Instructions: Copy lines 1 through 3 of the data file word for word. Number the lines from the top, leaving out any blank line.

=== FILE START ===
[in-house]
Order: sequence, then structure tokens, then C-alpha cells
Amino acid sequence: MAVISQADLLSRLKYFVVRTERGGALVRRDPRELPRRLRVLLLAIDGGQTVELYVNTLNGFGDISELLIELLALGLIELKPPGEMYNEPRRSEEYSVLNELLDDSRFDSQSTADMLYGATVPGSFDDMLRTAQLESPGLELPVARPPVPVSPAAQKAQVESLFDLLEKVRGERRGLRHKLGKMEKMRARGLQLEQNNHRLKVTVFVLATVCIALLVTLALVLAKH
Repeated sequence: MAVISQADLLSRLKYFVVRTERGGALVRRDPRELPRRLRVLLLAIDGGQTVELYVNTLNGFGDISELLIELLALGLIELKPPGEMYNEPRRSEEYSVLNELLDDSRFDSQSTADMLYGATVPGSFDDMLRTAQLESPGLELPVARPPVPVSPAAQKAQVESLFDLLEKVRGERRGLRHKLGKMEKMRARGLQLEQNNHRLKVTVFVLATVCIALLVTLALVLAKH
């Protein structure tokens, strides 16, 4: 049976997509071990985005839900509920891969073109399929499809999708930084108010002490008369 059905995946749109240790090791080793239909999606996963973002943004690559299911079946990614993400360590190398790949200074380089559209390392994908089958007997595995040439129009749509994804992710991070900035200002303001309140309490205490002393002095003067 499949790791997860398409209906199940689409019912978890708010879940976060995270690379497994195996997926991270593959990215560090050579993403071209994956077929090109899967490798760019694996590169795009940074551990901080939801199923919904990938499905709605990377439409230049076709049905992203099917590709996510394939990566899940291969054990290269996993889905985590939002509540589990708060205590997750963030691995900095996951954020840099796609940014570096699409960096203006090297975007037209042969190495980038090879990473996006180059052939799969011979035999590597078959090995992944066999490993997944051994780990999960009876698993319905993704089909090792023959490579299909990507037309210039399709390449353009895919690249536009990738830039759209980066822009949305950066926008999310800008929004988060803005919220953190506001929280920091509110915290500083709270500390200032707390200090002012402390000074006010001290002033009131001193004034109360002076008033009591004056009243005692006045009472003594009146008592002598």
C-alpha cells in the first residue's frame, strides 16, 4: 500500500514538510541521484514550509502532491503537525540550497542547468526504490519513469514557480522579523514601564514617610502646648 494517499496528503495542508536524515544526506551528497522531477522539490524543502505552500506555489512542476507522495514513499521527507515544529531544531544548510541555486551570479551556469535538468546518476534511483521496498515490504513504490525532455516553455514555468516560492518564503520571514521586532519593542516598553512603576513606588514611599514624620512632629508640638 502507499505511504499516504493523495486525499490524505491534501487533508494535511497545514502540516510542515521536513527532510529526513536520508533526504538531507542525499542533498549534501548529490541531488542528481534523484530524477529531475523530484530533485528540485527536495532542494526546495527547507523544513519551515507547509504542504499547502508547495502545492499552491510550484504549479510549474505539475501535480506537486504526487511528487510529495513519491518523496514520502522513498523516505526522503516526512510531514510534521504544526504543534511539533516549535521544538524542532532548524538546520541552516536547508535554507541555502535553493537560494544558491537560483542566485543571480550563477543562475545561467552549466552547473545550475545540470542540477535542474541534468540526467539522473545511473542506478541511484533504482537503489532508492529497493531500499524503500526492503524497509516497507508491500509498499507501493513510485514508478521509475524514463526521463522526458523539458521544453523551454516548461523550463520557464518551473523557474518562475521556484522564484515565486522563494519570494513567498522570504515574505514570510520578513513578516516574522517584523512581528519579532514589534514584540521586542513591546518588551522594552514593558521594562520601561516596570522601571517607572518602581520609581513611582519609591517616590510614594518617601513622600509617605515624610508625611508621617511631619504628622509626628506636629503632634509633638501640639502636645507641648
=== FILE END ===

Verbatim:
[in-house]
Order: sequence, then structure tokens, then C-alpha cells
Amino acid sequence: MAVISQADLLSRLKYFVVRTERGGALVRRDPRELPRRLRVLLLAIDGGQTVELYVNTLNGFGDISELLIELLALGLIELKPPGEMYNEPRRSEEYSVLNELLDDSRFDSQSTADMLYGATVPGSFDDMLRTAQLESPGLELPVARPPVPVSPAAQKAQVESLFDLLEKVRGERRGLRHKLGKMEKMRARGLQLEQNNHRLKVTVFVLATVCIALLVTLALVLAKH